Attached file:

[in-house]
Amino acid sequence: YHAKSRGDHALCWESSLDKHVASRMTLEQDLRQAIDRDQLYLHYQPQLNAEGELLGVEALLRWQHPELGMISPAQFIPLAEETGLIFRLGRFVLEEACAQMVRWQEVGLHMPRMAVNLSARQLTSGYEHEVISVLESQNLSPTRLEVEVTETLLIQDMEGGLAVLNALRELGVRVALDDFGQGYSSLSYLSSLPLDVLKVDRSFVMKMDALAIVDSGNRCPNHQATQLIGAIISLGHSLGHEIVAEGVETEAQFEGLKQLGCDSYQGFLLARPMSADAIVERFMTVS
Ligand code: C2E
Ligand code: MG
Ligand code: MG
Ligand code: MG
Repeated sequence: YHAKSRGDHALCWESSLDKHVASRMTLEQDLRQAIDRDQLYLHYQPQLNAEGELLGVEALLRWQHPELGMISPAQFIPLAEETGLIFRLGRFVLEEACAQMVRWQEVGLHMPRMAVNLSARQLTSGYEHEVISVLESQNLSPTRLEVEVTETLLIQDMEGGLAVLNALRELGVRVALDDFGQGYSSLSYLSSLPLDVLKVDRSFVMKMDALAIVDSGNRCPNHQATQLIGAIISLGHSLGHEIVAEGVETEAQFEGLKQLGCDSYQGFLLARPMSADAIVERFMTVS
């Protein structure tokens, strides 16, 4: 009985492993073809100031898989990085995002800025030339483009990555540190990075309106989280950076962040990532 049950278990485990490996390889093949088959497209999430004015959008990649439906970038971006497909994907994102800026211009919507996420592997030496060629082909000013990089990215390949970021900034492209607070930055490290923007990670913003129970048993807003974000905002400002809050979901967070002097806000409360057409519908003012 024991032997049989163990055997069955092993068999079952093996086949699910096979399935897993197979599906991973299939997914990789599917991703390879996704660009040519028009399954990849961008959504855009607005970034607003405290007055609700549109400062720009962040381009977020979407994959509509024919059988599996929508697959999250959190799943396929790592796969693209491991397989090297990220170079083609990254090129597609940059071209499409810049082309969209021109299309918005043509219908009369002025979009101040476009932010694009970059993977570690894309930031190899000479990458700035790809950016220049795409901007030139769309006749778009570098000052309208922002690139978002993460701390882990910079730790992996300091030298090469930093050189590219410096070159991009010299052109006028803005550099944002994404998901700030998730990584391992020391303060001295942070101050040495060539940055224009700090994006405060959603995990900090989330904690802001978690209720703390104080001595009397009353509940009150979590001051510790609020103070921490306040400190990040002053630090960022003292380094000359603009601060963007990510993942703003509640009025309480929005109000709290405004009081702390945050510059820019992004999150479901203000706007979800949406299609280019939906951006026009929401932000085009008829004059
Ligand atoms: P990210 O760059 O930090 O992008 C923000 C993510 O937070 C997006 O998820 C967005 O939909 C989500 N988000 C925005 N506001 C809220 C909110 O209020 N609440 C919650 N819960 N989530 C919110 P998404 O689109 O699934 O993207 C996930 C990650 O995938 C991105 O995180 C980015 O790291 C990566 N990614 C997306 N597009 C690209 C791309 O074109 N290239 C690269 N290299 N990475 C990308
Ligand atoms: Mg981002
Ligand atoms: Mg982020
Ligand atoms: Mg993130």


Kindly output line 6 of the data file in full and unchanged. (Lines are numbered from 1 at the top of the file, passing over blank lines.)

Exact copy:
Ligand code: MG